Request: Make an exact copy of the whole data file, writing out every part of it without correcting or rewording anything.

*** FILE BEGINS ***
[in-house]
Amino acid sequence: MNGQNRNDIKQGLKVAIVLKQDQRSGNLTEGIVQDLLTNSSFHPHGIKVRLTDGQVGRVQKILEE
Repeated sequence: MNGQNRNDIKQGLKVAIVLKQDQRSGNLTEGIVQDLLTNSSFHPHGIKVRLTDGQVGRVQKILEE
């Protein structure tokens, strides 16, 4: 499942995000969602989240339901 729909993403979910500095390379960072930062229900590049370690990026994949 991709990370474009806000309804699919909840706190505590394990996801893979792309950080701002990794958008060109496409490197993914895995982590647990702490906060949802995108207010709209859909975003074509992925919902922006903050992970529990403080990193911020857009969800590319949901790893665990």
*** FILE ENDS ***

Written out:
[in-house]
Amino acid sequence: MNGQNRNDIKQGLKVAIVLKQDQRSGNLTEGIVQDLLTNSSFHPHGIKVRLTDGQVGRVQKILEE
Repeated sequence: MNGQNRNDIKQGLKVAIVLKQDQRSGNLTEGIVQDLLTNSSFHPHGIKVRLTDGQVGRVQKILEE
């Protein structure tokens, strides 16, 4: 499942995000969602989240339901 729909993403979910500095390379960072930062229900590049370690990026994949 991709990370474009806000309804699919909840706190505590394990996801893979792309950080701002990794958008060109496409490197993914895995982590647990702490906060949802995108207010709209859909975003074509992925919902922006903050992970529990403080990193911020857009969800590319949901790893665990």